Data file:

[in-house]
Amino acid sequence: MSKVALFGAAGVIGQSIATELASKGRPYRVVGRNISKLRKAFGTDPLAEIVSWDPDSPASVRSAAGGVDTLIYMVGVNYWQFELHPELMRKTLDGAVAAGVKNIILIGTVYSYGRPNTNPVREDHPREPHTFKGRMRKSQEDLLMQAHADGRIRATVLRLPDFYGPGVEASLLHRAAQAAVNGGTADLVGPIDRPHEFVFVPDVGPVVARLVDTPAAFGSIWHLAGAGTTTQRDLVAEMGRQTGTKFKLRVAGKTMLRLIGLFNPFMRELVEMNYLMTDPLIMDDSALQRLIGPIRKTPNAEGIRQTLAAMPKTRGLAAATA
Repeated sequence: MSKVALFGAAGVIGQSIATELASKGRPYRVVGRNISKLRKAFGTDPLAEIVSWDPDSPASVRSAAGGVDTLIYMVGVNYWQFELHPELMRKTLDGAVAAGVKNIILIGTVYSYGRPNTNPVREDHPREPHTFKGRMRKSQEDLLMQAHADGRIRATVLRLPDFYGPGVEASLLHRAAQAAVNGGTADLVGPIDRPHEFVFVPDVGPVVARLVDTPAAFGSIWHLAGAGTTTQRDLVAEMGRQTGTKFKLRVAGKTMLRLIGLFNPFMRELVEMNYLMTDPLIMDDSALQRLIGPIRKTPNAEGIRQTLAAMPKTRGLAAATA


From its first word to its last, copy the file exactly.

[in-house]
Amino acid sequence: MSKVALFGAAGVIGQSIATELASKGRPYRVVGRNISKLRKAFGTDPLAEIVSWDPDSPASVRSAAGGVDTLIYMVGVNYWQFELHPELMRKTLDGAVAAGVKNIILIGTVYSYGRPNTNPVREDHPREPHTFKGRMRKSQEDLLMQAHADGRIRATVLRLPDFYGPGVEASLLHRAAQAAVNGGTADLVGPIDRPHEFVFVPDVGPVVARLVDTPAAFGSIWHLAGAGTTTQRDLVAEMGRQTGTKFKLRVAGKTMLRLIGLFNPFMRELVEMNYLMTDPLIMDDSALQRLIGPIRKTPNAEGIRQTLAAMPKTRGLAAATA
Repeated sequence: MSKVALFGAAGVIGQSIATELASKGRPYRVVGRNISKLRKAFGTDPLAEIVSWDPDSPASVRSAAGGVDTLIYMVGVNYWQFELHPELMRKTLDGAVAAGVKNIILIGTVYSYGRPNTNPVREDHPREPHTFKGRMRKSQEDLLMQAHADGRIRATVLRLPDFYGPGVEASLLHRAAQAAVNGGTADLVGPIDRPHEFVFVPDVGPVVARLVDTPAAFGSIWHLAGAGTTTQRDLVAEMGRQTGTKFKLRVAGKTMLRLIGLFNPFMRELVEMNYLMTDPLIMDDSALQRLIGPIRKTPNAEGIRQTLAAMPKTRGLAAATA